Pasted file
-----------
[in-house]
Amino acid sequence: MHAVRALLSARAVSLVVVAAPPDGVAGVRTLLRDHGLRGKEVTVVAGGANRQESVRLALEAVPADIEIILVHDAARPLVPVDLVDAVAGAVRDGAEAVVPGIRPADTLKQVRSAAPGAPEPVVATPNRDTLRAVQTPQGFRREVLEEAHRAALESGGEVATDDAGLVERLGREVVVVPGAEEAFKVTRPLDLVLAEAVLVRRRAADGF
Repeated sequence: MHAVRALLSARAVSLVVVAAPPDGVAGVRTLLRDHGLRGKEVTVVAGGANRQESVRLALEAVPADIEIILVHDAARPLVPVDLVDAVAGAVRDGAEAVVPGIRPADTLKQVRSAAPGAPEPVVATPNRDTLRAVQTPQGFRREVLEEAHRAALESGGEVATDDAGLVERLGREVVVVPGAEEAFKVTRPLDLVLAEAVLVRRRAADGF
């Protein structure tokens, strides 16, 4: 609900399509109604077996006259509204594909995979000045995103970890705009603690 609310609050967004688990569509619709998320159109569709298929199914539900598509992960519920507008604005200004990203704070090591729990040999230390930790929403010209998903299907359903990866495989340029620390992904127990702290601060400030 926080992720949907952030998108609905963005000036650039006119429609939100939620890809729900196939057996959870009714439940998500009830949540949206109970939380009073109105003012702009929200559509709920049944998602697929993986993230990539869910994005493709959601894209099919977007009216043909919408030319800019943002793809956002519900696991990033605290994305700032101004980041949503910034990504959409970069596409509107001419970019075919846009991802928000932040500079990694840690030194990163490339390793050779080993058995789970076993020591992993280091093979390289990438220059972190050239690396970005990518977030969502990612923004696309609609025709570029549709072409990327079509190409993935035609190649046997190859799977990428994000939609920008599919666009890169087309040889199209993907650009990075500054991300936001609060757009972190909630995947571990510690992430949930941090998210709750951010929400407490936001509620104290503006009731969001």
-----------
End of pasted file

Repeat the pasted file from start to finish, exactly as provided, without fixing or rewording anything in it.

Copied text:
[in-house]
Amino acid sequence: MHAVRALLSARAVSLVVVAAPPDGVAGVRTLLRDHGLRGKEVTVVAGGANRQESVRLALEAVPADIEIILVHDAARPLVPVDLVDAVAGAVRDGAEAVVPGIRPADTLKQVRSAAPGAPEPVVATPNRDTLRAVQTPQGFRREVLEEAHRAALESGGEVATDDAGLVERLGREVVVVPGAEEAFKVTRPLDLVLAEAVLVRRRAADGF
Repeated sequence: MHAVRALLSARAVSLVVVAAPPDGVAGVRTLLRDHGLRGKEVTVVAGGANRQESVRLALEAVPADIEIILVHDAARPLVPVDLVDAVAGAVRDGAEAVVPGIRPADTLKQVRSAAPGAPEPVVATPNRDTLRAVQTPQGFRREVLEEAHRAALESGGEVATDDAGLVERLGREVVVVPGAEEAFKVTRPLDLVLAEAVLVRRRAADGF
């Protein structure tokens, strides 16, 4: 609900399509109604077996006259509204594909995979000045995103970890705009603690 609310609050967004688990569509619709998320159109569709298929199914539900598509992960519920507008604005200004990203704070090591729990040999230390930790929403010209998903299907359903990866495989340029620390992904127990702290601060400030 926080992720949907952030998108609905963005000036650039006119429609939100939620890809729900196939057996959870009714439940998500009830949540949206109970939380009073109105003012702009929200559509709920049944998602697929993986993230990539869910994005493709959601894209099919977007009216043909919408030319800019943002793809956002519900696991990033605290994305700032101004980041949503910034990504959409970069596409509107001419970019075919846009991802928000932040500079990694840690030194990163490339390793050779080993058995789970076993020591992993280091093979390289990438220059972190050239690396970005990518977030969502990612923004696309609609025709570029549709072409990327079509190409993935035609190649046997190859799977990428994000939609920008599919666009890169087309040889199209993907650009990075500054991300936001609060757009972190909630995947571990510690992430949930941090998210709750951010929400407490936001509620104290503006009731969001």